When Roney came home to the U.S., he said that it was not his experience to be spit on and not welcomed, but he knows of other veterans who did experience that sort of behavior and reaction from people.
Today, he is very active with the Vietnam Veterans of America Chapter 415 in the Lehigh Valley.
“For the longest time guys would sit around and moan about things, but that isn’t going to change anyone’s minds about Vietnam veterans. We need to be active and do some good,” said Roney. “We have been doing a Stand Down every other month where we veterans work with a local church group and feed the homeless. During these events, people who are struggling can come get a hot meal, get some toiletries and get a haircut.”
Roney also started volunteering with Habitat for Humanity when he retired at the end of 2012. One of his daughters had traveled to Ghana to build for a Habitat for Humanity Global Village volunteer trip and she knew of a build coming up in August 2013 in Vietnam, so she asked her father if he was interested in joining her.
“I knew a lot of Vietnam vets who were still angry and didn’t want to talk about their experience. They have so much hate, but why? I thought this trip would be a good way to make amends,” said Roney. “In 1968, my job was to blow things up and destroy things and now in 2013, I had a chance to build something.”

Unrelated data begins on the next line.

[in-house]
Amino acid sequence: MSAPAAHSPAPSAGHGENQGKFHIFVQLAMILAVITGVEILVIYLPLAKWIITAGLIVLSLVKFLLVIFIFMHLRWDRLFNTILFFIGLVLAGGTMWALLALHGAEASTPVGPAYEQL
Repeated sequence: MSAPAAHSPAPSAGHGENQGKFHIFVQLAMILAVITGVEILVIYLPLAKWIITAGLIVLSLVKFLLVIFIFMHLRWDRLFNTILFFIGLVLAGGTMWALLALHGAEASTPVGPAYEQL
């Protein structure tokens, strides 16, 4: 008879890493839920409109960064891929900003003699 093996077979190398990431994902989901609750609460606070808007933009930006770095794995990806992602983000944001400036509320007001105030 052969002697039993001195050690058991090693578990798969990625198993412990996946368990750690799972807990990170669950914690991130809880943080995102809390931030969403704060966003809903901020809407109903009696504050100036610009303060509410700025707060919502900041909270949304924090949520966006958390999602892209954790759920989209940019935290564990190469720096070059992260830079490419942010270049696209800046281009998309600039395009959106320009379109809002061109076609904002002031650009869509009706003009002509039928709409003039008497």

The woman for whom they built a home was actually injured in a bombing attack during the war. Roney described his experience of being able to help a disadvantaged family in Vietnam 44 years after he fought a war there as very cathartic.
“Serving in Vietnam was a life-altering experience that I wish everyone could go through at 18-20 years old, but then again, I wouldn’t wish it on anybody either,” said Roney.
Eventually the plan is to add Roney’s interview and the interviews of the four other veterans who participated in the project to the Library of Congress American Folklife Center’s Veterans History Project in Washington, D.C.
“It has been cathartic for the people who have decided to participate in our program, to sit down and talk about it in an academic setting, knowing that their experiences will be documented and made available to Penn State and to libraries around the country, and to the public who have access to our archives collection,” said Phillips.
To watch the four other interviews, visit the Vietnam Veteran Oral History Project YouTube page.